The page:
"[A] groundbreaking, wonderfully researched and consistently provocative book. . . . Heinze has a fluid, readable style and supports his larger arguments and history with an abundance of compelling anecdotes and facts. . . . [He] writes splendid social history. This is an important addition not only to Jewish studies, but to American cultural studies as well."--Publishers Weekly (boxed and starred review)
"Indeed, it is difficult to imagine the full history of [the] psychologization of American ideas about the psyche and human nature without considering the vast influence of Jewish writers. . . . This is a sharply argued contribution to American cultural and intellectual history that will deservedly be cited for decades to come."--Robert C. Fuller, American Historical Review
"Heinze's argument is that Christian America doesn't realize how Jewish it is. And while it would have been simple enough to round up the usual suspects . . . Heinze's choices are refreshing."--Joel Yanofsky, National Post
"[This] fascinating and innovative book could not have arrived at a better time. . . . The book deserves a wide readership."--Elaine Margolin, Jerusalem Post
"[O]utstanding . . . . Heinze cogently and elegantly traces the flow of Jewish values, attitudes, and arguments into the mainstream of American thought."--Ilana Mercer, Jewish Chronicle (London)
"This ambitious undertaking raises many very interesting questions about the role of Jewish thinkers in exploring the American mind. Andrew Heinze presents 20th-century Jewish psychiatrists, psychologists, and rabbis who have never been included in discussions of this topic before."--Choice
"One of the more remarkable revelations of Andrew Heinze's Jews and the American Soul
is . . . The interpenetration of the American and the Jewish outlook . . . Ranging from the thunderous impact of Freudianism through the popular ministrations and down-to-earth advice of Dr. Joyce Brothers. . . . Heinze writes well and often colorfully."--Charles Morris, Commonweal
"A major contribution. . . . Anyone interested in the afterlife of European psychology in America; anyone interested in the difference between Jewish and non-Jewish attitudes towards psychological structures needs to read this book. . . . You will find it a pleasure to read and you will learn something new on every page (and in virtually every footnote)."--Sander L. Gilman, American Jewish History
"Heinze makes an admirably detailed study of how Jews in America became party to the important discussion of the place of the psyche in the lives of Americans."--Edmund Connelly, The Occidental Quarterly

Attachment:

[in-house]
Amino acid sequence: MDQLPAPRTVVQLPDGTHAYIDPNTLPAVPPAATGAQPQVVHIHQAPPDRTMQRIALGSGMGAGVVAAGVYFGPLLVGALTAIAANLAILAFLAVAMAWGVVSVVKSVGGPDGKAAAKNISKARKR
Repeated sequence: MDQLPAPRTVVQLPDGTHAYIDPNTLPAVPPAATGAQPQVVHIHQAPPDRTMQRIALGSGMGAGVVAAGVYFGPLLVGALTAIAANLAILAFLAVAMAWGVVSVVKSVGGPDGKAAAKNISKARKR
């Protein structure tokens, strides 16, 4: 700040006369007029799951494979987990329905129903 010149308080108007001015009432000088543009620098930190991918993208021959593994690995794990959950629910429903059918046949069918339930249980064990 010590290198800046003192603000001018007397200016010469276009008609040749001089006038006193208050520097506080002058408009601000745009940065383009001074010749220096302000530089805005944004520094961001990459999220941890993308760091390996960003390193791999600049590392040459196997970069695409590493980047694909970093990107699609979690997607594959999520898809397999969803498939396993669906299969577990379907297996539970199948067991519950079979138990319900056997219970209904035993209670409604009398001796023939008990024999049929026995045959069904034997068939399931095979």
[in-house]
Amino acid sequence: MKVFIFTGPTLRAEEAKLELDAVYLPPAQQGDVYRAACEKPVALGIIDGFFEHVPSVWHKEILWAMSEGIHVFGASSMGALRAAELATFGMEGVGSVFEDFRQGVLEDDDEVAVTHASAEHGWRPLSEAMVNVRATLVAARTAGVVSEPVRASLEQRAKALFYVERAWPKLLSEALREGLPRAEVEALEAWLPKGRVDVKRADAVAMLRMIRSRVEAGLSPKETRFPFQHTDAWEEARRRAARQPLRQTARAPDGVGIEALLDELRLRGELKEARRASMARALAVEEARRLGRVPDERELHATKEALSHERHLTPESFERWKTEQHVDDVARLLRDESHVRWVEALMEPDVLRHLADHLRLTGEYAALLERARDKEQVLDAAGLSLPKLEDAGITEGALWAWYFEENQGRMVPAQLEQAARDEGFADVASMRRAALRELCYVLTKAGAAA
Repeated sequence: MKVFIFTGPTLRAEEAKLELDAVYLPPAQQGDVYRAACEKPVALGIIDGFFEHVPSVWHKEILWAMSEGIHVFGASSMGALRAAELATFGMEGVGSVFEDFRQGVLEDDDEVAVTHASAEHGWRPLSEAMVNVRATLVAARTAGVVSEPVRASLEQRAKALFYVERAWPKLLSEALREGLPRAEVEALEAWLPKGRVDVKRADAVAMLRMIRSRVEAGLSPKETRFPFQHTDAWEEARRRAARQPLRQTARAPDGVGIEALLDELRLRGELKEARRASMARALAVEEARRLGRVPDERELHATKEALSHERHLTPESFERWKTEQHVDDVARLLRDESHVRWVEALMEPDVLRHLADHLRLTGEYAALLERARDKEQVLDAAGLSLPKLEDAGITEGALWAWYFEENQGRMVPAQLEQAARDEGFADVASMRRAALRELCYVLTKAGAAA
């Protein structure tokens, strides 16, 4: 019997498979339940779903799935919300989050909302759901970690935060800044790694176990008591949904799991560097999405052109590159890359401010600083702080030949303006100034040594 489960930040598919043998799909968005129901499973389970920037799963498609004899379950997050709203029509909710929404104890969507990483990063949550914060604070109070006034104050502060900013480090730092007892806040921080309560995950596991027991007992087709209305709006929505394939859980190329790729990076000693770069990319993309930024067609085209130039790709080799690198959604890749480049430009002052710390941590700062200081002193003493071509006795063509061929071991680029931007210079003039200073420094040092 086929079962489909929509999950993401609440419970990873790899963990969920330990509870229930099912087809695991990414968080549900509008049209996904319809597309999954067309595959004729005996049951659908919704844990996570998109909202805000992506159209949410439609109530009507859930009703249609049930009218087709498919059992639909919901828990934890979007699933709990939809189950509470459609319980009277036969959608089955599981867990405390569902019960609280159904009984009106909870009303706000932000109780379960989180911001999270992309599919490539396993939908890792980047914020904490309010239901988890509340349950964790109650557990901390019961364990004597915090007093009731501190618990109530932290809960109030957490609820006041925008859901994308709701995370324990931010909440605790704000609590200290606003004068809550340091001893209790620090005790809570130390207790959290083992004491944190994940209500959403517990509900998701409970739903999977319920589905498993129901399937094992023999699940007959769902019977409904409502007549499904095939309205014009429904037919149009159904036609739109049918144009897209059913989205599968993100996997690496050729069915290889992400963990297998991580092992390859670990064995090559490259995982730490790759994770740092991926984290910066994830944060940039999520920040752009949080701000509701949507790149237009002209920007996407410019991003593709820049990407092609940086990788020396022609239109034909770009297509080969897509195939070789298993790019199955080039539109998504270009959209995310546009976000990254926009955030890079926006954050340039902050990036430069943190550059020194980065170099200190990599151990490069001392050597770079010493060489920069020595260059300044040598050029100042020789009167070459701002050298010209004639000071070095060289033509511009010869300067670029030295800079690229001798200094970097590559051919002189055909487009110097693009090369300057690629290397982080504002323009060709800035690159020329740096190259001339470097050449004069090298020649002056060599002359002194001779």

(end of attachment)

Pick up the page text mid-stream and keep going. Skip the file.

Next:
"Andrew R. Heinze's Jews and the American Soul: Human Nature in the Twentieth Century
is a sweeping, ambitious study of Jewish contributions to Americans' self-understanding. . . . In his chronicle of Jews who have aided Americans in their search for meaning, Heinze has provided us with fascinating insights into the cultural work of many of these conversations."--Marjorie N. Feld, American Studies
What do Joyce Brothers and Sigmund Freud, Rabbi Harold Kushner and philosopher Martin Buber have in common? They belong to a group of pivotal and highly influential Jewish thinkers who altered the face of modern America in ways few people recognize.
So argues Andrew Heinze, who reveals in rich and unprecedented detail the extent to which Jewish values, often in tense interaction with an established Christian consensus, shaped the country's psychological and spiritual vocabulary.
Jews and the American Soul is the first book to recognize the central role Jews and Jewish values have played in shaping American ideas of the inner life. It overturns the widely shared assumption that modern ideas of human nature derived simply from the nation's Protestant heritage.
Heinze marshals a rich array of evidence to show how individuals ranging from Erich Fromm to Ann Landers changed the way Americans think about mind and soul. The book shows us the many ways that Jewish thinkers influenced everything from the human potential movement and pop psychology to secular spirituality. It also provides fascinating new interpretations of Sigmund Freud, Alfred Adler, and Western views of the psyche; the clash among Protestant, Catholic, and Jewish moral sensibilities in America; the origins and evolution of America's psychological and therapeutic culture; the role of Jewish women as American public moralists, and more. A must-read for anyone interested in the contribution of Jews and Jewish culture to modern America.
About the Author
Andrew R. Heinze is Professor of American History and Director of the Swig Judaic Studies Program at the University of San Francisco. Raised in New Jersey, he graduated from Amherst College and earned a Ph.D. in History from the University of California, Berkeley. Andrew Heinze has written widely on history, religion, and current events and is the author of "Adapting to Abundance".
Table of Contents
List of Illustrations xi